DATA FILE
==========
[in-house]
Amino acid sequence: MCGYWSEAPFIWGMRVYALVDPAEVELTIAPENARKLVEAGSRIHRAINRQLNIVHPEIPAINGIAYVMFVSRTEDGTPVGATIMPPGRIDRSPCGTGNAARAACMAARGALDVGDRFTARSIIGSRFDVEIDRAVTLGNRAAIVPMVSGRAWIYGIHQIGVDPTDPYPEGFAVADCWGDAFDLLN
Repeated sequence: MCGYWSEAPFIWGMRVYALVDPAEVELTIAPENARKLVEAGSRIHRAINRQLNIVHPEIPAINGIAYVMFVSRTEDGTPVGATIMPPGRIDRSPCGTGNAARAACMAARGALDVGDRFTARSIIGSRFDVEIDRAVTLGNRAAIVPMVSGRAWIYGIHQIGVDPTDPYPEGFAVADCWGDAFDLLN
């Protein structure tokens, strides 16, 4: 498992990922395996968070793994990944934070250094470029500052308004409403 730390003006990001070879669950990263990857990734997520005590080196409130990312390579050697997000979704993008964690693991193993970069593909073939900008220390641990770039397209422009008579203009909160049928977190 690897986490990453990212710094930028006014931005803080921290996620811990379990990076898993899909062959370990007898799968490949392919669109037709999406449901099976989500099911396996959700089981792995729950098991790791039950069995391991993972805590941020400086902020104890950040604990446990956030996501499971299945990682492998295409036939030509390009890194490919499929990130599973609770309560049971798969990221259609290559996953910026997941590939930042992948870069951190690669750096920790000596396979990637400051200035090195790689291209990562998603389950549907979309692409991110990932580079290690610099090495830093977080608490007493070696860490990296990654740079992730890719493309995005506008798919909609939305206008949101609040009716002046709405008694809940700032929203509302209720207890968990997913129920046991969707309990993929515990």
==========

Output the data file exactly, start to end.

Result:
[in-house]
Amino acid sequence: MCGYWSEAPFIWGMRVYALVDPAEVELTIAPENARKLVEAGSRIHRAINRQLNIVHPEIPAINGIAYVMFVSRTEDGTPVGATIMPPGRIDRSPCGTGNAARAACMAARGALDVGDRFTARSIIGSRFDVEIDRAVTLGNRAAIVPMVSGRAWIYGIHQIGVDPTDPYPEGFAVADCWGDAFDLLN
Repeated sequence: MCGYWSEAPFIWGMRVYALVDPAEVELTIAPENARKLVEAGSRIHRAINRQLNIVHPEIPAINGIAYVMFVSRTEDGTPVGATIMPPGRIDRSPCGTGNAARAACMAARGALDVGDRFTARSIIGSRFDVEIDRAVTLGNRAAIVPMVSGRAWIYGIHQIGVDPTDPYPEGFAVADCWGDAFDLLN
């Protein structure tokens, strides 16, 4: 498992990922395996968070793994990944934070250094470029500052308004409403 730390003006990001070879669950990263990857990734997520005590080196409130990312390579050697997000979704993008964690693991193993970069593909073939900008220390641990770039397209422009008579203009909160049928977190 690897986490990453990212710094930028006014931005803080921290996620811990379990990076898993899909062959370990007898799968490949392919669109037709999406449901099976989500099911396996959700089981792995729950098991790791039950069995391991993972805590941020400086902020104890950040604990446990956030996501499971299945990682492998295409036939030509390009890194490919499929990130599973609770309560049971798969990221259609290559996953910026997941590939930042992948870069951190690669750096920790000596396979990637400051200035090195790689291209990562998603389950549907979309692409991110990932580079290690610099090495830093977080608490007493070696860490990296990654740079992730890719493309995005506008798919909609939305206008949101609040009716002046709405008694809940700032929203509302209720207890968990997913129920046991969707309990993929515990």